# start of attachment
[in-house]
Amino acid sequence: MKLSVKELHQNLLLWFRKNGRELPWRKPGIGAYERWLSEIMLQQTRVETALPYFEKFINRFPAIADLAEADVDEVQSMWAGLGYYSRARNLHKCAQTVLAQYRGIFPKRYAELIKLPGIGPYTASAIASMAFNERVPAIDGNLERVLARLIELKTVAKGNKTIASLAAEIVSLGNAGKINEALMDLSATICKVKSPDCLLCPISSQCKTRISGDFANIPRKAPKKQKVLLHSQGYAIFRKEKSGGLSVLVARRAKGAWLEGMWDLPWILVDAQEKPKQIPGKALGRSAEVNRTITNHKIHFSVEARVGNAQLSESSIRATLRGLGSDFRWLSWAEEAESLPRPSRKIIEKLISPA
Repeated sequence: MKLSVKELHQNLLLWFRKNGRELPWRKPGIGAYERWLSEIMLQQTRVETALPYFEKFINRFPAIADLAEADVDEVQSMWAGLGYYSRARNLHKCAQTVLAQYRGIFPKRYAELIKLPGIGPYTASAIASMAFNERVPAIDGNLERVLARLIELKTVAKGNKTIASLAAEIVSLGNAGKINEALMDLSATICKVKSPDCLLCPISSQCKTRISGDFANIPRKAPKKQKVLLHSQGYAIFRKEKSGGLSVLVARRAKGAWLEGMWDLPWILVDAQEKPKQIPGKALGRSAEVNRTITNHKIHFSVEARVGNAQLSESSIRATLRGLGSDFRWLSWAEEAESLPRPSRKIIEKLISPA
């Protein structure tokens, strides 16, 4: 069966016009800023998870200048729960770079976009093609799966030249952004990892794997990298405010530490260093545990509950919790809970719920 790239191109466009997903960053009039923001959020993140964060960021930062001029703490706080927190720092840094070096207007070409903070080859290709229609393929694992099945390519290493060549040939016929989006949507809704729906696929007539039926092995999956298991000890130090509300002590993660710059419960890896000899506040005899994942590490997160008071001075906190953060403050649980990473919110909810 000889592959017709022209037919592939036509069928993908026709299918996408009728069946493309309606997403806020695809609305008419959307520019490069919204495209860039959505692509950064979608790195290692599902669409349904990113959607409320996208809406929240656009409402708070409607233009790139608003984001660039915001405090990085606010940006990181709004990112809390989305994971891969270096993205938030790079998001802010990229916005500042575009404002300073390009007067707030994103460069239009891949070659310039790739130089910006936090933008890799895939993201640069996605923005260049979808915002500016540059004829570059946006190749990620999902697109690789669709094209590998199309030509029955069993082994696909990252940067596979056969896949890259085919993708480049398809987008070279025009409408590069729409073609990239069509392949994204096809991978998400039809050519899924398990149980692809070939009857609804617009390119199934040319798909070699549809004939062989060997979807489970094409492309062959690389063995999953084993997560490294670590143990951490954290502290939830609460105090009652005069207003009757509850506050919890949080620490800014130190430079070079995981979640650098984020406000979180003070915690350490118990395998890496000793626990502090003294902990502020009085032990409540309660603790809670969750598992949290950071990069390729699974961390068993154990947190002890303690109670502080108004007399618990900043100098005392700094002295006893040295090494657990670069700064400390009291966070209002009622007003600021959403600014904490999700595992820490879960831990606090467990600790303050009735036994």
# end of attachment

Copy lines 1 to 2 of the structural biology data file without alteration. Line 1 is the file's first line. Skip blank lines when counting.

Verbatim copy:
[in-house]
Amino acid sequence: MKLSVKELHQNLLLWFRKNGRELPWRKPGIGAYERWLSEIMLQQTRVETALPYFEKFINRFPAIADLAEADVDEVQSMWAGLGYYSRARNLHKCAQTVLAQYRGIFPKRYAELIKLPGIGPYTASAIASMAFNERVPAIDGNLERVLARLIELKTVAKGNKTIASLAAEIVSLGNAGKINEALMDLSATICKVKSPDCLLCPISSQCKTRISGDFANIPRKAPKKQKVLLHSQGYAIFRKEKSGGLSVLVARRAKGAWLEGMWDLPWILVDAQEKPKQIPGKALGRSAEVNRTITNHKIHFSVEARVGNAQLSESSIRATLRGLGSDFRWLSWAEEAESLPRPSRKIIEKLISPA